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||Tryptophan hydroxylase gene variant and smoking behavior.
||Lerman C, Caporaso NE, Bush A, Zheng YL, Audrain J, Main D, Shields PG
||Am J Med Genet
||2001 Aug 8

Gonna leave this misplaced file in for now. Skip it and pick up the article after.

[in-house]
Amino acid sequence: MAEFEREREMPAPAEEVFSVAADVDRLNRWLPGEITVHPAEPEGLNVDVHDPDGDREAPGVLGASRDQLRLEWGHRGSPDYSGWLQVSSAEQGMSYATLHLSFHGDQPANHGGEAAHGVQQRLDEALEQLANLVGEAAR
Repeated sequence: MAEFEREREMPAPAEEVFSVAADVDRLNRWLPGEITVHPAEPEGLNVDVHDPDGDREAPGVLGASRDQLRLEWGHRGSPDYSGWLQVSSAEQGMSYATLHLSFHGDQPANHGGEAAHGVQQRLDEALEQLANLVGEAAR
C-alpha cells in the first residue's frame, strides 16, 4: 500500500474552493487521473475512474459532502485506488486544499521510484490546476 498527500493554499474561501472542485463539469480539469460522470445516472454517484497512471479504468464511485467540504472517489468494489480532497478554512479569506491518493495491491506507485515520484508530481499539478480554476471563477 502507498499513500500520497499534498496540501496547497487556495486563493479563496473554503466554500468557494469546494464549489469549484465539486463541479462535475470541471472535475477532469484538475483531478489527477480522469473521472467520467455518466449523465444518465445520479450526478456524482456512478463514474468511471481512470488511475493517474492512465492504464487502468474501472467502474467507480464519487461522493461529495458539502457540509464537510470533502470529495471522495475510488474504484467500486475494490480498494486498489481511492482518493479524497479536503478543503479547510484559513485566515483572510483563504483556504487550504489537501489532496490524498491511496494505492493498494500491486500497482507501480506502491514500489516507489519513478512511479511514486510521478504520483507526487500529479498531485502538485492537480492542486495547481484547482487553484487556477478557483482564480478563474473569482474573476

||Approximately 50% of the variance in smoking behavior is attributable to genetic factors. Genes in the serotonin system are plausible candidates because of serotonin's role in mood regulation. The present study examined the association of smoking behavior with a polymorphism in the TPH gene, which codes for a rate limiting enzyme in the biosynthesis of serotonin. A polymorphism in intron 7 has been linked with a variety of traits involving poor impulse control. Participants in this study were 249 Caucasian smokers and 202 nonsmokers recruited through newspaper advertisements. Smokers completed smoking history and nicotine dependence assessments. The overall frequencies of the A- and C-allele were 42% and 58%, respectively. There was no association of TPH alleles with smoking status. However, case series analysis indicated that individuals with the A/A genotype started smoking at age 15.6 years, compared with 17.3 years among smokers with other genotypes. This association was significant in a multivariate regression model controlling for age, education, body mass index (BMI), alcohol use, and medication use. This finding is consistent with previous studies relating the A-allele to impulsive behavior and suggests that it may predispose to early smoking initiation. Future family-based studies are needed to confirm this finding. Published 2001 Wiley-Liss, Inc.